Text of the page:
The new charges will not apply to applications by the Commonwealth, States and Territories for use in the investigation and prosecution of an offence. The fee applications for classification for enforcement purposes will not exceed the cost of providing the services. Therefore these fees will continue to be prescribed by regulations under the Principal Act. It is to be noted that enforcement authorities in Victoria have suggested that the current fee regime causes a dilemma for prosecuting authorities. The Age of the 27 June 1997 reported that in 1996, Victorian police seized 6500 pornographic videos. The head of the Gaming and Vice Squad suggested that with classification taking several months and costing up to $250 for one video, it is impossible to get classification of every video it seized.(12)
Item 32 gives power to the Director of the Classification Board to waive all or part of the charges for classification. In exercising this power the Director must follow written principles that have been agreed to by the Minister. The Minister in turn, is required to have consulted with the appropriate State and Territory Ministers about the principles, before agreeing to them ( proposed new subsection 91(1A) .
1. Classification Board & Classification Review Board. Annual Report , 1996-97, p. 49.
2. 'Classification (Publications, Films and Computer Games) Regulations Motion for Disallowance', Senate Debates , 19 November 1997.
3. 'New fees 'a threat' to films, journals', The Canberra Times , 3 November 1997.
4. Second Reading Speech, Classification (Pub lications, Films and Computer Games) Amendment Bill 1997, House of Representatives Debates , 26 November 1997, p. 11269.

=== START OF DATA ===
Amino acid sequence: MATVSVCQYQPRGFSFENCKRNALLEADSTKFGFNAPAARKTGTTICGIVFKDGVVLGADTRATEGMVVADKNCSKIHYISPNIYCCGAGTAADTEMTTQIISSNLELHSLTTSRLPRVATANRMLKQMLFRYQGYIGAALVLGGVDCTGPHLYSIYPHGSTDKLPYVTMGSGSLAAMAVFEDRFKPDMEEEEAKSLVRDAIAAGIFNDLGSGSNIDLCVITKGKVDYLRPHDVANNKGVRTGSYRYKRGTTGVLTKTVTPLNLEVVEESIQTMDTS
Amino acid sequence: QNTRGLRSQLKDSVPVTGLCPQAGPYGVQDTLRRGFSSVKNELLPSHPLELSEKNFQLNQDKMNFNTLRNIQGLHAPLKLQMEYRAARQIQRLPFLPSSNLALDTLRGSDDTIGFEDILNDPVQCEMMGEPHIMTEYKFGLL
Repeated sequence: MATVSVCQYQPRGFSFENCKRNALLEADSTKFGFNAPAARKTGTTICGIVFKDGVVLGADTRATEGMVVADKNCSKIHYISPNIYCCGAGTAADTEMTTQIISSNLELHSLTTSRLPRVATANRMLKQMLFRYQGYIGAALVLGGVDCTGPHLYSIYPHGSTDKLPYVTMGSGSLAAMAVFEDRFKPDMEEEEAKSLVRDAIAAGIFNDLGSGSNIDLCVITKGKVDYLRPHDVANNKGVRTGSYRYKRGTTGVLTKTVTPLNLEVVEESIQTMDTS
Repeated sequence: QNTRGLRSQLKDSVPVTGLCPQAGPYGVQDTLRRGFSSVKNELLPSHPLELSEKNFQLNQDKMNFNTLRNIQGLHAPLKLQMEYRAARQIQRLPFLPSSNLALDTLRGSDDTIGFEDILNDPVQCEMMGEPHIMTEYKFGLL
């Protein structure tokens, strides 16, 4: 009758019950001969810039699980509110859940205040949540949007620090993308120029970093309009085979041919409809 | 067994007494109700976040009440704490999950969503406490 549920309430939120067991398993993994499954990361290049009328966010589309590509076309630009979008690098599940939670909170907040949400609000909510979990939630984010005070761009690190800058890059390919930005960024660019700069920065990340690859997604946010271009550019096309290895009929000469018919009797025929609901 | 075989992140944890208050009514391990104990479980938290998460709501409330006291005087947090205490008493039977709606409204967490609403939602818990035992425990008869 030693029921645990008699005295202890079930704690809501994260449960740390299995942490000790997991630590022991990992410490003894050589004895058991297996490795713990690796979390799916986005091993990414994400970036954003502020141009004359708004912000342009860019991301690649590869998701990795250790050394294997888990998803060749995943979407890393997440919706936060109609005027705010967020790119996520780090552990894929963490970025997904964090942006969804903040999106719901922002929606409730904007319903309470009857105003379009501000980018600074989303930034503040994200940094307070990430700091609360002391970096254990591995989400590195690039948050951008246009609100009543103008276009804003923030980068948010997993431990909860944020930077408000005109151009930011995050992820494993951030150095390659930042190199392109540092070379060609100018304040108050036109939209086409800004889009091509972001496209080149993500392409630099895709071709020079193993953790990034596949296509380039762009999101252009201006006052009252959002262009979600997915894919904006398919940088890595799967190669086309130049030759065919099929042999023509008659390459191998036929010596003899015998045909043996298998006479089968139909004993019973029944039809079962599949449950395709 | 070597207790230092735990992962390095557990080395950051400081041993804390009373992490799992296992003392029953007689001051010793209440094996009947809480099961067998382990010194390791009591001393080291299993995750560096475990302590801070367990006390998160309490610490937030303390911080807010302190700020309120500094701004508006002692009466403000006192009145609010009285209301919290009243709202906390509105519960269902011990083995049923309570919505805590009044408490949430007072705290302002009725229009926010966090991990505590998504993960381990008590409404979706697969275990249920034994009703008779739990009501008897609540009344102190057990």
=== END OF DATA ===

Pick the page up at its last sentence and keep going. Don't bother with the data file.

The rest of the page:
5. Classification (Publications, Films and Computer Games) Charges Bill 1998 Explanatory memorandum , p. 14.
6. 1997/98 Budget summary. Daryl Williams QC MP. Media Release (Attorney-General and Minister for Justice), Federal Budget 1997, 13 May 1997.
7. Classification (Publications, Films and Computer Games) Regulations SR 1997 No. 282.
8. Classification (Publications, Films and Computer Games) Charges Bill 1998, schedule 2, clause 2.
9. ibid., schedule 3, clause 1.
10. (1988) 165 CLR : 462.
11. ‘Crackdown on classification offences’, Daryl Williams QC MP, Press Release (Attorney-General) , 373, 4 December 1997.
12. 'Vice squad in dilemma ove r seized porn', The Age, 27 June 1997, p. 4.
Mary Anne Neilsen and Rosemary Bell
30 November 1998
Bills Digest Service
Information and Research Services
This paper has been prepared for general distribution to Senators and Members of the Australian Parliament. While great care is taken to ensure that the paper is accurate and balanced, the paper is written using information publicly available at the time of production. The views expressed are those of the author and should not be attributed to the Information and Research Services (IRS). Advice on legislation or legal policy issues contained in this paper is provided for use in parliamentary debate and for related parliamentary purposes. This paper is not professional legal opinion. Readers are reminded that the paper is not an official parliamentary or Australian government document. IRS staff are available to discuss the paper's contents with Senators and Members and their staff but not with members of the public.